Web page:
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Create a mail server with Mail-in-a-Box

Why rely on third-party mail servers when you can host your own? Here I’ll show you how to do it quickly, easily and safely.

As a basis for Mail-in-a-Box, I choose a VPS from my favorite host Hetzner and selected the Ubuntu 18.04 LTS operating system.

Before we start, the server must first be secured. I have already written instructions for this. Follow the steps in this article, and then come back to this post.

Step 1: Update the system

sudo apt-get update 
sudo apt-get -y upgrade
sudo apt-get dist-upgrade

The first command in the first step updates the package files so that you install the latest packages with the 2nd command and the latest updates for Ubuntu with the 3rd command.

Step 2: Install required tools / programs

apt-get install git nano curl

With this command you install the text editor Nano, GIT and Curl.

Step 3: Set the host name

With the first command, check whether you have already set a host name or whether you still have to edit it.

hostname -f

If you get an output like “ms1”, you have to open the file /etc/hostname with this command and change the host name to “”:

sudo nano /etc/hostname

If you have adjusted the host name, you can close the editor with CTRL + X, then Y for saving and Enter for approving the file name.

Then restart the hostname service:

service hostname restart

Step 4: Install Mail-in-a-Box

First navigate to your standard directory with:


With the following command you load a script from the Mail-in-a-Box manufacturer and then execute it:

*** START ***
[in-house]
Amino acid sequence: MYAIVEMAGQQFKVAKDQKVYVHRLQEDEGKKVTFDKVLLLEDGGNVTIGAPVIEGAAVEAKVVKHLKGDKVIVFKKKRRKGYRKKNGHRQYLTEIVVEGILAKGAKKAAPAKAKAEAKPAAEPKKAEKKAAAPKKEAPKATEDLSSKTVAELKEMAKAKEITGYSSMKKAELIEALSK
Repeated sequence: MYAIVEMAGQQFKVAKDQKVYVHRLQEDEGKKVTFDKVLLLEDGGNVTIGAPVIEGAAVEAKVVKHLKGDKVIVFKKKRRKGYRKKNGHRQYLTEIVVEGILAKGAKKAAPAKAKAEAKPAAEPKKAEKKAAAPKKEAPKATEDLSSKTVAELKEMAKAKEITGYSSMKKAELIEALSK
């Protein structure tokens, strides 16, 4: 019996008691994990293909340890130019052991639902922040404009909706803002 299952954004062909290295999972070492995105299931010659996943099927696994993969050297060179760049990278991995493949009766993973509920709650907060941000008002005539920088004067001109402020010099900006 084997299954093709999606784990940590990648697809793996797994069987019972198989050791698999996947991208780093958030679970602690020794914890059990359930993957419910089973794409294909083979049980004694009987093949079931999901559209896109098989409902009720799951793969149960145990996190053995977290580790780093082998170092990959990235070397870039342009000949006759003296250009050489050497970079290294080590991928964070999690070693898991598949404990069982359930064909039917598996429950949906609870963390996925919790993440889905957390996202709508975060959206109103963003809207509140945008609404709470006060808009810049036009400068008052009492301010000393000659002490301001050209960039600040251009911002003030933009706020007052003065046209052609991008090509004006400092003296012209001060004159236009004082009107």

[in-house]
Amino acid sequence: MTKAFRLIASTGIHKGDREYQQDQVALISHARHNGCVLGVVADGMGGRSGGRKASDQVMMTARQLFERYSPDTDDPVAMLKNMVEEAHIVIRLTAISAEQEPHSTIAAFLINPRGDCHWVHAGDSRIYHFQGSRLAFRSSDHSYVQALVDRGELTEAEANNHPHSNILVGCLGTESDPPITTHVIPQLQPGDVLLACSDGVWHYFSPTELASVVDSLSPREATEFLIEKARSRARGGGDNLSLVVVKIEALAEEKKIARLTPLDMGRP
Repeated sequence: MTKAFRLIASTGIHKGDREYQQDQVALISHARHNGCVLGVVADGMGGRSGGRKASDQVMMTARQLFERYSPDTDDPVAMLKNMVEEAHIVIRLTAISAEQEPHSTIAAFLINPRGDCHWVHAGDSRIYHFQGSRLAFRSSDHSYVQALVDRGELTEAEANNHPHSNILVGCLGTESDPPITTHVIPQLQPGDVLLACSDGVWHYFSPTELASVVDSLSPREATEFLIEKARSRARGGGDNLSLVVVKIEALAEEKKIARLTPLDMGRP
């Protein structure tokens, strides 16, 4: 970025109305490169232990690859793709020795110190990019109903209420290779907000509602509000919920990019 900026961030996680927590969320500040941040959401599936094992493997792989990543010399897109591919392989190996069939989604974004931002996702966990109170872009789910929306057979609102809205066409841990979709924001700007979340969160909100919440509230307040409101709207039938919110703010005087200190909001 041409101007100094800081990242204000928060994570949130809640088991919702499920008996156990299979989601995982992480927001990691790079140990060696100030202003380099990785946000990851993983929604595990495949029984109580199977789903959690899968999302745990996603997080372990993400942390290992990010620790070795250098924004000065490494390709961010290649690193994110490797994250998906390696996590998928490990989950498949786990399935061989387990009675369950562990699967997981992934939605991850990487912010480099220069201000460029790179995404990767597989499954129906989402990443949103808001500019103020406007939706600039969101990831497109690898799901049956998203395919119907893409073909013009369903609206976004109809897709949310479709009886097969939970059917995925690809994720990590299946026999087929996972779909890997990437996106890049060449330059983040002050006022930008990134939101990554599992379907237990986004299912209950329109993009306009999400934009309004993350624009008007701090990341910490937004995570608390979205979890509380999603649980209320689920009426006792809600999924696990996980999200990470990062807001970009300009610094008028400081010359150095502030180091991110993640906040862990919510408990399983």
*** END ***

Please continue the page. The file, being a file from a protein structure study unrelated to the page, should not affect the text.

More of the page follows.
curl -s | sudo bash

After a short time, a pop-up opens in the terminal that welcomes you with the initial installation message. We close this either with the letter “o” or with the enter key.

Next, another popup will open asking you for the correct email address. By default, Mail-in-a-Box guess one, but you need e.g.

Again, Mail-in-a-Box asks you for something, namely the server address. Here you can enter a subdomain such as, but this must later point to the server via IP, since the admin area, webmail, calendar and contacts are accessed via this domain.

The installation is almost done when Mail-in-a-Box asking you in which time zone you are at home. The default setting here is based on the server location of your provider. I just had to confirm my settings with the Enter key.

Finally, the installation script asks you for a password for the web admin. There is no popup for this, but is entered again in the command line.

Step 5: Webadmin & co.

After the installation is finished, you can log in via https://IP/admin or with the e-mail and the password from the installation.

After logging in, you will be taken directly to a status page on which you will be informed about the general system status and other necessary and additional settings.

So that your emails do not end up in spam folders or are rejected by recipient servers, I recommend you create the following TXT entries at your domain host:

@v=spf1 ip4:<Server-IP-V4> ip6:<Server-IP-V6> ~all600 / Auto
_dmarcv=DMARC1; p=quarantine;;; sp=quarantine; fo=1:d:s; ri=864000; adkim=r; aspf=r600 / Auto
mail._domainkeySee Mail-in-a-Box Webadmin => External DNS600 / Auto

All in all, you should now set the following domains to the IP of your server via A-Record at your hosting provider:


From now on you have your own mail server. Do you have questions about the installation or would you like to introduce me to a better alternative to Mail-in-a-Box? Please feel free to send me an email.

Picture © Daniel Wenzlik
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